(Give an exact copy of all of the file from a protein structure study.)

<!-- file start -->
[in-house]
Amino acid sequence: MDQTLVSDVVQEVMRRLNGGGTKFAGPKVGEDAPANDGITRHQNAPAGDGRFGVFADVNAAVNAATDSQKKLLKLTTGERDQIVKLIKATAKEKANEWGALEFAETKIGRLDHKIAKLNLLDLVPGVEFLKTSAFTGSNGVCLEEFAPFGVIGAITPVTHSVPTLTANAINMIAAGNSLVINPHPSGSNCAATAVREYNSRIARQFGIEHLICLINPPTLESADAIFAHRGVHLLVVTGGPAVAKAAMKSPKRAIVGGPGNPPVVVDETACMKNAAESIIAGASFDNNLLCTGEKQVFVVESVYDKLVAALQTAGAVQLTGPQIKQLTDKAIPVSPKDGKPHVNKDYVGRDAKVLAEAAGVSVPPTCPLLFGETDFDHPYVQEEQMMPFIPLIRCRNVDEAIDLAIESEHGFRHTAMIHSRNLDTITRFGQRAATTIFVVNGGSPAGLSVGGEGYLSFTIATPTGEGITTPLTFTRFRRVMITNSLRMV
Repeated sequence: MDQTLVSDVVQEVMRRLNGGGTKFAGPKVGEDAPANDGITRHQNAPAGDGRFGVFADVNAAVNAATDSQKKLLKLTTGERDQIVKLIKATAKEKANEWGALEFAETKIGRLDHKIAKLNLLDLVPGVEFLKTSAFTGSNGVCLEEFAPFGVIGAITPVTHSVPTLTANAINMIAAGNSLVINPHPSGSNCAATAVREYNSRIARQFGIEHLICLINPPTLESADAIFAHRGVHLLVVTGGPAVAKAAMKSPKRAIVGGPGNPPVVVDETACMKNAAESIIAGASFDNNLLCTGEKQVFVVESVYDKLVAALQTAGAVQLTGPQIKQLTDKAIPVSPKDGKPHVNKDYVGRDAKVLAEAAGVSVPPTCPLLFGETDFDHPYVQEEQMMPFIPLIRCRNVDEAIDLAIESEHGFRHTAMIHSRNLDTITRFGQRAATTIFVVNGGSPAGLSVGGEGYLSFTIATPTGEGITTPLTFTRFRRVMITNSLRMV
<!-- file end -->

[in-house]
Amino acid sequence: MDQTLVSDVVQEVMRRLNGGGTKFAGPKVGEDAPANDGITRHQNAPAGDGRFGVFADVNAAVNAATDSQKKLLKLTTGERDQIVKLIKATAKEKANEWGALEFAETKIGRLDHKIAKLNLLDLVPGVEFLKTSAFTGSNGVCLEEFAPFGVIGAITPVTHSVPTLTANAINMIAAGNSLVINPHPSGSNCAATAVREYNSRIARQFGIEHLICLINPPTLESADAIFAHRGVHLLVVTGGPAVAKAAMKSPKRAIVGGPGNPPVVVDETACMKNAAESIIAGASFDNNLLCTGEKQVFVVESVYDKLVAALQTAGAVQLTGPQIKQLTDKAIPVSPKDGKPHVNKDYVGRDAKVLAEAAGVSVPPTCPLLFGETDFDHPYVQEEQMMPFIPLIRCRNVDEAIDLAIESEHGFRHTAMIHSRNLDTITRFGQRAATTIFVVNGGSPAGLSVGGEGYLSFTIATPTGEGITTPLTFTRFRRVMITNSLRMV
Repeated sequence: MDQTLVSDVVQEVMRRLNGGGTKFAGPKVGEDAPANDGITRHQNAPAGDGRFGVFADVNAAVNAATDSQKKLLKLTTGERDQIVKLIKATAKEKANEWGALEFAETKIGRLDHKIAKLNLLDLVPGVEFLKTSAFTGSNGVCLEEFAPFGVIGAITPVTHSVPTLTANAINMIAAGNSLVINPHPSGSNCAATAVREYNSRIARQFGIEHLICLINPPTLESADAIFAHRGVHLLVVTGGPAVAKAAMKSPKRAIVGGPGNPPVVVDETACMKNAAESIIAGASFDNNLLCTGEKQVFVVESVYDKLVAALQTAGAVQLTGPQIKQLTDKAIPVSPKDGKPHVNKDYVGRDAKVLAEAAGVSVPPTCPLLFGETDFDHPYVQEEQMMPFIPLIRCRNVDEAIDLAIESEHGFRHTAMIHSRNLDTITRFGQRAATTIFVVNGGSPAGLSVGGEGYLSFTIATPTGEGITTPLTFTRFRRVMITNSLRMV